Powering ahead: The future of manufacturing in 2021

Dec. 8, 2020
Thomas Wilk says industry is adjusting to COVID, but a familiar challenge awaits in 2021.

Welcome to the final 2020 issue of Plant Services! We’re pleased to offer our annual look back at all that industry and our contributors have achieved this year, while keeping a watchful eye on what’s coming next.

From the Editor

This article is part of our monthly From the Editor column. Read more from Thomas Wilk.

A few things stood out while the Plant Services editors were pulling together the 2020 Year In Review features. The first is that usually it is difficult to identify a single story that dominated our industry all year long – the world of maintenance and reliability is just too broad and deep.

Enter COVID-19. As I write this column, several vaccines are emerging as possible tools to fight the virus, although none are yet approved by the FDA. Yet our industry has been fighting all year long, using the tools at hand to maintain productivity and combat pandemic-driven business uncertainty. It seems clear, for example, that this prolonged crisis has spurred the adoption of wireless sensors and remote collaboration and support tools at a more rapid pace than might otherwise have happened in a non-COVID world.

Back in June, Doc Palmer captured the moment in his column “The Importance of Planning During a Crisis”, reminding us that maintenance and reliability workers are extremely well suited to function in the uncertainty of a surprise crisis: “Note that with all our experience with maintenance, there is significant disagreement in industry about what is the right amount of maintenance. We still don’t know for sure. I’m glad we have even less experience with viruses such as COVID-19 and any associated suffering. Of course we will have even more disagreement about what amount of proactive activities is correct.”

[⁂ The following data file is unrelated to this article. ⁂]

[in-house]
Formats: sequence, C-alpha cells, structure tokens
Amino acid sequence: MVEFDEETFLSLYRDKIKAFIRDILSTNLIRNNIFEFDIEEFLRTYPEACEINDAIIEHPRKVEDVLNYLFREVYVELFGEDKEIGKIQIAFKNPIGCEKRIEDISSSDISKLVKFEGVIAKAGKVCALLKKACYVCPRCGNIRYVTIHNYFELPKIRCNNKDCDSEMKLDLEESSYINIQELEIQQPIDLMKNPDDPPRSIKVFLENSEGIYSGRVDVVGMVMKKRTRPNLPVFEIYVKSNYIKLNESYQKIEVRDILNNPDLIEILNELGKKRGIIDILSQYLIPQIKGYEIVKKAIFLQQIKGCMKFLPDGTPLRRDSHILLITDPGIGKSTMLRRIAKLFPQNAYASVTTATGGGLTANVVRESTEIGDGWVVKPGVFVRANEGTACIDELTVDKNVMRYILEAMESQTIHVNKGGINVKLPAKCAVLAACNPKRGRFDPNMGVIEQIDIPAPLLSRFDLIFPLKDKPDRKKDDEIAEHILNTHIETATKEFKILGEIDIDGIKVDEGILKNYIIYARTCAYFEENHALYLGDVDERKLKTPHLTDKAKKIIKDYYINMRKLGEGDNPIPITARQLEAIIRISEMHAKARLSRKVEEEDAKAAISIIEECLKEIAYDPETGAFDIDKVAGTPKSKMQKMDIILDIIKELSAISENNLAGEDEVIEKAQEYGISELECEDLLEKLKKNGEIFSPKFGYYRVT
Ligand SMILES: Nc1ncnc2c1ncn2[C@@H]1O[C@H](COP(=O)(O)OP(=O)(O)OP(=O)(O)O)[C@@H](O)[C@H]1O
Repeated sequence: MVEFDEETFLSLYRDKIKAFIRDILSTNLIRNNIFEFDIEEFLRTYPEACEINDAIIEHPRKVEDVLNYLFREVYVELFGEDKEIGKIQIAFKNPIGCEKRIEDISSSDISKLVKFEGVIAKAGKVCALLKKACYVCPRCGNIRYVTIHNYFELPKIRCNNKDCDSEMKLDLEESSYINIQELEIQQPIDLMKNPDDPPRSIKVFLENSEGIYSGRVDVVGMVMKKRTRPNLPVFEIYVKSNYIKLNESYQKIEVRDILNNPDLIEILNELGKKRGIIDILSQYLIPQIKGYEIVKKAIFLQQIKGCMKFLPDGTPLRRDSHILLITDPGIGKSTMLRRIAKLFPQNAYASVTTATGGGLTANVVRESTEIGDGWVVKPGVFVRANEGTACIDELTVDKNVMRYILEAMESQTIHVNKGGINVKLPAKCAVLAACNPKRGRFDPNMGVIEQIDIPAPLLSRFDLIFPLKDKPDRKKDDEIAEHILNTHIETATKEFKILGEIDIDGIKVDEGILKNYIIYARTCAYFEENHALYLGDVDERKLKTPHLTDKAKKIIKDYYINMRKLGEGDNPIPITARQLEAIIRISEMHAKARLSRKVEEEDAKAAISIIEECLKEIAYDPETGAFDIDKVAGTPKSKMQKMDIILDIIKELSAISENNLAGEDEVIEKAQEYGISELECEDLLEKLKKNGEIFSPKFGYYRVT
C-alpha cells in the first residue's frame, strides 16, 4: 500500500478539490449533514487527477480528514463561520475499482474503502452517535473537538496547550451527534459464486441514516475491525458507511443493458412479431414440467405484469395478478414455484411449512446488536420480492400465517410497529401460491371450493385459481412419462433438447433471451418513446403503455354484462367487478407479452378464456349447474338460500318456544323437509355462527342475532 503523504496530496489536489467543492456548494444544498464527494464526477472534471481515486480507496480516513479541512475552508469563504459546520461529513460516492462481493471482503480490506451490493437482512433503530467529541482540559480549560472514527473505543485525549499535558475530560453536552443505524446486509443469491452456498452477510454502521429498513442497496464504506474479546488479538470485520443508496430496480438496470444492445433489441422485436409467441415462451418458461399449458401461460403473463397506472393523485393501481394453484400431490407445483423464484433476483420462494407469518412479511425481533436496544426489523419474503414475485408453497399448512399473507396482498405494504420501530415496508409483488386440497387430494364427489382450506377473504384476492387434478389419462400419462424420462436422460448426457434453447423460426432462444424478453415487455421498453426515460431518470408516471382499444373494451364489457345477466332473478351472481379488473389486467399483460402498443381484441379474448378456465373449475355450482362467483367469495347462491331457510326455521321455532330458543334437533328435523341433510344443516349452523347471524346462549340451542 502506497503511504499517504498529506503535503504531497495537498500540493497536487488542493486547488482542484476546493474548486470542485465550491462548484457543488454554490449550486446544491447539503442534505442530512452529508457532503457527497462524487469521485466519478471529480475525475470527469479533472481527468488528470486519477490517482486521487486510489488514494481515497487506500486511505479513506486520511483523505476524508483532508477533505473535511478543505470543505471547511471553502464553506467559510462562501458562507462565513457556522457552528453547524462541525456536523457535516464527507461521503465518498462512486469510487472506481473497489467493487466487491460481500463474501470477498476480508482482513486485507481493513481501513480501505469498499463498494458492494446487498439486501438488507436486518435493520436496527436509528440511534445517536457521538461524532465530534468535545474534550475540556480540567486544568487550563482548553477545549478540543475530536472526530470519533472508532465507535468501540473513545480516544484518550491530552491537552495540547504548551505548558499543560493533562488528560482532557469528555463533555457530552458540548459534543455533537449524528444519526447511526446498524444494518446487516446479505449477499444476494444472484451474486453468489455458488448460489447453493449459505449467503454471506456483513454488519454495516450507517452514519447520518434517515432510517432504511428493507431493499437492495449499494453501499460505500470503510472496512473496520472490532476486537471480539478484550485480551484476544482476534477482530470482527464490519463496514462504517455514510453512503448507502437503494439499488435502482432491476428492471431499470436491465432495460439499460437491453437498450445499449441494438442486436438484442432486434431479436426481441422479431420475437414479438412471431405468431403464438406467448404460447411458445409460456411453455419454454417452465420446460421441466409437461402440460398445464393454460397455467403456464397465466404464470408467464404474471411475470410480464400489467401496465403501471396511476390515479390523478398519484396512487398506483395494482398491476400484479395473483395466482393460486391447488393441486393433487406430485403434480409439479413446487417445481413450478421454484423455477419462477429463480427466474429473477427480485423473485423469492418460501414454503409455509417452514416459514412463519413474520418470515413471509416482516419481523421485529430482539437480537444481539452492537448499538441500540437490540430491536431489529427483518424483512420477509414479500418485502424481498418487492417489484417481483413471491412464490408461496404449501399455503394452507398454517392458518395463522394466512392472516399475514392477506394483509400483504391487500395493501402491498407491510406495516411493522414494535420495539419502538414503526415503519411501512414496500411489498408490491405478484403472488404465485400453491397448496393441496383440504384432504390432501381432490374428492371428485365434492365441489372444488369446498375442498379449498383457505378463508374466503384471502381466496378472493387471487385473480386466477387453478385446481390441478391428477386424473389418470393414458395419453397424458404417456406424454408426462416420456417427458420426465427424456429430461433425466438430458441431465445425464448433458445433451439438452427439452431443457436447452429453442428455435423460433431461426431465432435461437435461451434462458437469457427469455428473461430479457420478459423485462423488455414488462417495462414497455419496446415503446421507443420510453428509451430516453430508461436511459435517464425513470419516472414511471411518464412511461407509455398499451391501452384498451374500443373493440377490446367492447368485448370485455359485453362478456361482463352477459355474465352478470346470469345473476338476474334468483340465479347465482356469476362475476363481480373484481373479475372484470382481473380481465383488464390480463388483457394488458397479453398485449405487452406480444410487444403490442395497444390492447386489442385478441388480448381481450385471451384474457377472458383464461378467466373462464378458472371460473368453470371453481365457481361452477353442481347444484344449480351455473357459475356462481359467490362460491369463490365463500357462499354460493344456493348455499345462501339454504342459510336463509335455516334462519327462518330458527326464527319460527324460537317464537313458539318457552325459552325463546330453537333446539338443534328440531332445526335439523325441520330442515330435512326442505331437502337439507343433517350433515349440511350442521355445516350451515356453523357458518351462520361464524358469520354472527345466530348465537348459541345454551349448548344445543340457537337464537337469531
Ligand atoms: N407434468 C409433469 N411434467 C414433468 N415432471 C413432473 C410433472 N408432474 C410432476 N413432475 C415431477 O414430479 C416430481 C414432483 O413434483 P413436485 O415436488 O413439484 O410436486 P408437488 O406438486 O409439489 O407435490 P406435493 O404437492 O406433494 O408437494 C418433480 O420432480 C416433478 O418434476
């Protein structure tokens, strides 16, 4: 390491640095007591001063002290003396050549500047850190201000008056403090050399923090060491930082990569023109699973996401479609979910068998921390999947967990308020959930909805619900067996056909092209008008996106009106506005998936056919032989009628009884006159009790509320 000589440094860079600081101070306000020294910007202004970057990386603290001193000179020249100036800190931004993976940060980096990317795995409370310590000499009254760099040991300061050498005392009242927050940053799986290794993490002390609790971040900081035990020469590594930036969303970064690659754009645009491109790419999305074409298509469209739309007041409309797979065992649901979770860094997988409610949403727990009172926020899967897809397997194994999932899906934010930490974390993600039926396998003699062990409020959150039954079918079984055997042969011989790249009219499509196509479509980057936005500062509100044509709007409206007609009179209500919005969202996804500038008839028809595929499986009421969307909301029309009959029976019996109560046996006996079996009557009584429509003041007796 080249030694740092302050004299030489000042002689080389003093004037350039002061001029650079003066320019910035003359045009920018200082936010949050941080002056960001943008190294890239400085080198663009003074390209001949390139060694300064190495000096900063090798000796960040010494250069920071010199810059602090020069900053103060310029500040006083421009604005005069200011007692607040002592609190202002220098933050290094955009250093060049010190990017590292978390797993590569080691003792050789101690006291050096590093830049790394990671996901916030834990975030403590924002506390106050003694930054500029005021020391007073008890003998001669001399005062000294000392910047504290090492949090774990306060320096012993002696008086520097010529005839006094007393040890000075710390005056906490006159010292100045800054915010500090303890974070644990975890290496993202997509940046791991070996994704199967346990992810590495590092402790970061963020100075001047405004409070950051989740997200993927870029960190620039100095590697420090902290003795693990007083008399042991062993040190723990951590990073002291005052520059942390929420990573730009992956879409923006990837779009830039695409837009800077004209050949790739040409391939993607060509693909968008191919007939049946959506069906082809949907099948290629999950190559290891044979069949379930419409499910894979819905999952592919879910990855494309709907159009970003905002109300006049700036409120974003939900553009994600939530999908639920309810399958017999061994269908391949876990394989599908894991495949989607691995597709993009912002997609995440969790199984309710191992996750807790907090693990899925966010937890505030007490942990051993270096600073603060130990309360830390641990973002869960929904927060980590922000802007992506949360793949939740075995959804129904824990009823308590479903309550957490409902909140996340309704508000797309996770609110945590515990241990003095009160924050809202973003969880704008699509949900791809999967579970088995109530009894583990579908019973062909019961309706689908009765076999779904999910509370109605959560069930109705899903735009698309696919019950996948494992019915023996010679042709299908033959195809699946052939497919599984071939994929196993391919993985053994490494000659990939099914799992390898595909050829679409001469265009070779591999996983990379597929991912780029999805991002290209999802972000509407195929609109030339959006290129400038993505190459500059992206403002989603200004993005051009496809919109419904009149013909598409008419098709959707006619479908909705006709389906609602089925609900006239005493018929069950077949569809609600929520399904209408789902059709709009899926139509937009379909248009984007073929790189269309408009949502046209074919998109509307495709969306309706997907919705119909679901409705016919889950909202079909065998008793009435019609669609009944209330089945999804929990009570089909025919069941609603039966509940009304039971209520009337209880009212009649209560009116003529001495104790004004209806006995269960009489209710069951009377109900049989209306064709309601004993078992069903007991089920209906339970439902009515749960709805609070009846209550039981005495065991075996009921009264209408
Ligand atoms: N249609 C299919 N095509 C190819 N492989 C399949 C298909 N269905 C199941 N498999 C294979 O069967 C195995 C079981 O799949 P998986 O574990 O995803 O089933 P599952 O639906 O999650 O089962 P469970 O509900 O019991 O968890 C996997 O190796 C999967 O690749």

Several industry speakers this month connected this concept of resilience to the supply chain. Aamir Paul, Country President (US) at Schneider Electric, framed the issue as a shift in approach in 2021 that will balance “just in time” methods with a “just in case” mentality. And Ernest Nicolas, SVP Integrated Supply Chain for Rockwell Automation, identified a shift from “mostly agility” to a balance of “agility and resilience.”

However, I think it is Peter Garforth’s column from May, “Managing Two Crises at the Same Time: COVID-19 and the Climate Emergency”, that pinpoints what is in store for us in 2021. He reminds us that, although our own work processes may have slowed down due to the pandemic, climate change has not: “Now is the moment to incorporate deep energy efficiency measures into the contingency planning for the restart or retooling. There will inevitably be other pandemics, but we may only get one shot at managing the climate emergency.”

With that new challenge waiting for us, let me close by thanking you for your support during this one-of-a-kind year, and I look forward to our conversations in the new year. May we all continue to rise to meet our challenges.

About the Author

Thomas Wilk | editor in chief

Thomas Wilk joined Plant Services as editor in chief in 2014. Previously, Wilk was content strategist / mobile media manager at Panduit. Prior to Panduit, Tom was lead editor for Battelle Memorial Institute's Environmental Restoration team, and taught business and technical writing at Ohio State University for eight years. Tom holds a BA from the University of Illinois and an MA from Ohio State University

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